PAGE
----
|dc.description.abstract||Phenolic content is an important dimension of Pinot noir wine quality. This study aimed to find generic relationships between the phenolic content of Pinot noir wines produced from well-defined locations (single vineyards) in New Zealand, as determined from various chemical analyses, and aspects of terroir relating to local climate, soils and methods of production and information collected from questionnaires.
Two New Zealand Pinot noir wines were stored at room temperature (with and without headspace sparging with N₂), at 4°C (with and without sparged N₂), at - 20°C, and at - 80°C following flash freezing with liquid nitrogen, after the original, sealed bottles were opened. The changes in total phenolics, total tannins, anthocyanins and colour parameters over 134 days were quantified. Results showed that the colour-related parameters were more sensitive to storage conditions and time compared with the other parameters. Storage at - 80°C could be the optimal way to preserve colour parameters, as it generally caused the least change in values and induced the least precipitation over the whole experimental period, followed by storage at 4°C.
A total of 86 single-vineyard Pinot noir wines were collected from the 2013 Bragato wine competition. Analyses, using standard methods for total phenolics, total tannins and colour measurements, and HPLC (high-performance liquid chromatography) analysis of monomeric species separated using a published SPE (solid-phase extraction) method, were carried out on these wines. Some strong correlations were found between the different ways of taking measurements on the same, or similar, compounds in wines. Generally, the regional or vintage differences in total phenolics content and total tannins, were not dramatic, but there were evident regional and vintage differences in the colour parameters. Wines awarded different medals grades also differed in their colour parameters. Specifically, wines with gold or silver medals tended to have deeper colour densities and were higher in total anthocyanins than the bronze and no-medal wines, but were not necessarily lower in colour hue. The overall phenolic content differences investigated using PCA (principal component analysis), showed separations between Otago wines and Marlborough wines, and also between vintage 2012 wines, 2011 wines and 2010 wines, although there were some overlaps in these separations.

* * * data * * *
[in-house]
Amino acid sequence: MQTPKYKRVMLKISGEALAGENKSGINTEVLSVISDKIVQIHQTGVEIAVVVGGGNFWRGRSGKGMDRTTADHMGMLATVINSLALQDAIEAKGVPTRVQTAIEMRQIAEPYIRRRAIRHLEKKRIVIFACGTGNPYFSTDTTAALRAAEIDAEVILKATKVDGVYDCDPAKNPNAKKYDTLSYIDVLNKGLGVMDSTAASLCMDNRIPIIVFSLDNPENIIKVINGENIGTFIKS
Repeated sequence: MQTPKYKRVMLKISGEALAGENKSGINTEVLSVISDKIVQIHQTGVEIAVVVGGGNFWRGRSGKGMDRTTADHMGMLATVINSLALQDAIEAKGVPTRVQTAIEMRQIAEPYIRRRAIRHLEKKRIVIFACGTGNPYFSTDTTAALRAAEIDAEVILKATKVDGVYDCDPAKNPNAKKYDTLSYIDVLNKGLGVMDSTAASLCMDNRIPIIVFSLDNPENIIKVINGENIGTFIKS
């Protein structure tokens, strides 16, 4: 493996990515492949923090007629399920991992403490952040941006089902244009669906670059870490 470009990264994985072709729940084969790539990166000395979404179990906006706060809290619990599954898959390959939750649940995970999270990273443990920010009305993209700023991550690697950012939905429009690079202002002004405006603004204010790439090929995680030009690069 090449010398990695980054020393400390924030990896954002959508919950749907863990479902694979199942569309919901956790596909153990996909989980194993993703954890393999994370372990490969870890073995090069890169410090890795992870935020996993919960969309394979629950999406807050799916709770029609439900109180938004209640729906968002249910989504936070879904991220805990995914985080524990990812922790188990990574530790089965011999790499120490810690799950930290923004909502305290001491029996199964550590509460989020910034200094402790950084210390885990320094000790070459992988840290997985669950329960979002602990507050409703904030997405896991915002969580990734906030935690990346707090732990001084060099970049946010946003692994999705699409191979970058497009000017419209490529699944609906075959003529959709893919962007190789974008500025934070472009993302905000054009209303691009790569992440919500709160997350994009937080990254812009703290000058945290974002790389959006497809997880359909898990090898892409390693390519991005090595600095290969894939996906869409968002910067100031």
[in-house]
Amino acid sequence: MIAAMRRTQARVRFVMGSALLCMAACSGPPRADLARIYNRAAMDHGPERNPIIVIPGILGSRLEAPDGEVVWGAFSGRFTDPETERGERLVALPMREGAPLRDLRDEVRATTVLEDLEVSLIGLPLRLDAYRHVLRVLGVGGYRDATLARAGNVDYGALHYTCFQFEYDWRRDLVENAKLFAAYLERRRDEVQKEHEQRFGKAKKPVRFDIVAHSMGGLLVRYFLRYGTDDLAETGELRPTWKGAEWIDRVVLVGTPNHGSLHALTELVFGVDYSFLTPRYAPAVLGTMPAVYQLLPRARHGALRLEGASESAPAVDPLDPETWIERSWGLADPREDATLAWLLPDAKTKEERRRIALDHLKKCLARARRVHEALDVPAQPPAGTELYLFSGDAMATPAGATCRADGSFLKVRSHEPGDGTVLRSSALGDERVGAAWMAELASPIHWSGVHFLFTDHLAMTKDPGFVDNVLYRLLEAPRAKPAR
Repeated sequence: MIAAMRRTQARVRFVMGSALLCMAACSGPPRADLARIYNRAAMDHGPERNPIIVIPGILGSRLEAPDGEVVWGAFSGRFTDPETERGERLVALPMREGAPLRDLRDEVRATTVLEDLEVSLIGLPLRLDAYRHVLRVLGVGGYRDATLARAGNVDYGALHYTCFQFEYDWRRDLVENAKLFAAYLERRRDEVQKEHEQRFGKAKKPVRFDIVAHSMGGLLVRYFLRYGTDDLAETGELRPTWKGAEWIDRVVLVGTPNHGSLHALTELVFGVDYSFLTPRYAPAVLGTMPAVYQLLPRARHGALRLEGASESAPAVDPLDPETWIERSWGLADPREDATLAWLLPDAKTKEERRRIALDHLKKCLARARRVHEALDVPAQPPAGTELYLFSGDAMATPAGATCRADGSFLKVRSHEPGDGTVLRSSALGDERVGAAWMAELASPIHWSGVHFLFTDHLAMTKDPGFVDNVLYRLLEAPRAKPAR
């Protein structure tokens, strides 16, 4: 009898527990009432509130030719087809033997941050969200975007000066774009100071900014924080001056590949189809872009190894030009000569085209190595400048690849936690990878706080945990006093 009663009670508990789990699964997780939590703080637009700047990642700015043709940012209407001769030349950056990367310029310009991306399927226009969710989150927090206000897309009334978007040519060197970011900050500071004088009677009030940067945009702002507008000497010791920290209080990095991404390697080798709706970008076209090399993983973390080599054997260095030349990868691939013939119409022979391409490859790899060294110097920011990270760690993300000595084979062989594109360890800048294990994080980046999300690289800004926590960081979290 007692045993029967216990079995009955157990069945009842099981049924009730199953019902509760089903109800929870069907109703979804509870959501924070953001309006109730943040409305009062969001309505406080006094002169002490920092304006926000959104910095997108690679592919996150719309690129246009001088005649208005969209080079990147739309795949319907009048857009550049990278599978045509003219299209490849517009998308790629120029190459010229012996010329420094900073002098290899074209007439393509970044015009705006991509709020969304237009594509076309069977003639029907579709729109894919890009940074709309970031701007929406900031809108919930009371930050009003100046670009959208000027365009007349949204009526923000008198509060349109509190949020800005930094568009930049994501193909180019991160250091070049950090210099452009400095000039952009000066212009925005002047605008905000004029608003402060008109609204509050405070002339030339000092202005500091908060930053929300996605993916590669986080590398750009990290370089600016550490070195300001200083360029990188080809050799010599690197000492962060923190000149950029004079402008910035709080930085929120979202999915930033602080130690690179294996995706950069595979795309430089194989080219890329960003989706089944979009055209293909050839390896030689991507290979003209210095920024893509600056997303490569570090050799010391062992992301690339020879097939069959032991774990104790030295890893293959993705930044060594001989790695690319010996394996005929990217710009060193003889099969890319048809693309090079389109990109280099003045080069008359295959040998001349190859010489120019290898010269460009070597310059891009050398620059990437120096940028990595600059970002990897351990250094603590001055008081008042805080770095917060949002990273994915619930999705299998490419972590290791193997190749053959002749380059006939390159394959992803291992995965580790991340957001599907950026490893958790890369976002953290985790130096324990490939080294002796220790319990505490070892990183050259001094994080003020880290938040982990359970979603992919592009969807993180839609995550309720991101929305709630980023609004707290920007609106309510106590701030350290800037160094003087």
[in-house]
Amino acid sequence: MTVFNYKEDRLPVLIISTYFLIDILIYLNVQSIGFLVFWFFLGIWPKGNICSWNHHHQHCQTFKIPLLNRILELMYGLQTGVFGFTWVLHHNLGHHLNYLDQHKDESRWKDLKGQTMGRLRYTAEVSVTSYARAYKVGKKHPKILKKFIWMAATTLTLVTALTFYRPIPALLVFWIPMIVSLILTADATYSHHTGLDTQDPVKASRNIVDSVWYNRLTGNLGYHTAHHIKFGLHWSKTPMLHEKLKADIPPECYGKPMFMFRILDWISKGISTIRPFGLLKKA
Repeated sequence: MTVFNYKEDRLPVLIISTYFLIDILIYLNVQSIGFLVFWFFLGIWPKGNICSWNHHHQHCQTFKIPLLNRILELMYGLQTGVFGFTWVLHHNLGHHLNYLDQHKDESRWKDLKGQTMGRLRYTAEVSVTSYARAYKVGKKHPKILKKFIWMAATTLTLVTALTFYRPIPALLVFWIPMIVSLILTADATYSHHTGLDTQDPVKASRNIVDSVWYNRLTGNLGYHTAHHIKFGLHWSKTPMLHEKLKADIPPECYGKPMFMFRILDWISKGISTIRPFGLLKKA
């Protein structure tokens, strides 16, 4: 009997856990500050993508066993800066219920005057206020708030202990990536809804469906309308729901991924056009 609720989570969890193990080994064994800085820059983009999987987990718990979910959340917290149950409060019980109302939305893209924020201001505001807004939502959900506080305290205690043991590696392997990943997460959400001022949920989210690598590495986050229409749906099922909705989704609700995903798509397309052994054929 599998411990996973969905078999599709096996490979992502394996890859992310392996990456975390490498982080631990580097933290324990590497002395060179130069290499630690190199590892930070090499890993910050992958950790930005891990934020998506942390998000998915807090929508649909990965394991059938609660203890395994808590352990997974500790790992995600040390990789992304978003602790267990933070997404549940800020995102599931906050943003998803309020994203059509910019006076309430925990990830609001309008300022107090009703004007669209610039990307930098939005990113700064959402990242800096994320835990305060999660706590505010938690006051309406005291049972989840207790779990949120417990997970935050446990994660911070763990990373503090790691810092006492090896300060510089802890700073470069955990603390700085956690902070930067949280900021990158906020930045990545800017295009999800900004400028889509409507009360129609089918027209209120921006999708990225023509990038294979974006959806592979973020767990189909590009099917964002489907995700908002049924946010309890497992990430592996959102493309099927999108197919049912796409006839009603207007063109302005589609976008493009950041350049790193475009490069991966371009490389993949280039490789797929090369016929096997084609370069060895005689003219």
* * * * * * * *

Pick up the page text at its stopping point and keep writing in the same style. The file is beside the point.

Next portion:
A total of 41 viable questionnaires were returned. Viticulture, winemaking and barrel ageing practices were all quite similar among wines and influences for these parameters on individual phenolics were not able to be drawn. In contrast, soils differed considerably between regions and there were consistent negative and linear correlations between vine potential vigour as affected by soil parameters (carbon content, potential rooting depth and profile readily available water) and key colour parameters (total anthocyanins, total red pigments, ionised anthocyanins, and malvidin-3-glucoside), while positive correlations with some hydroxybenzoic acids were also found.||en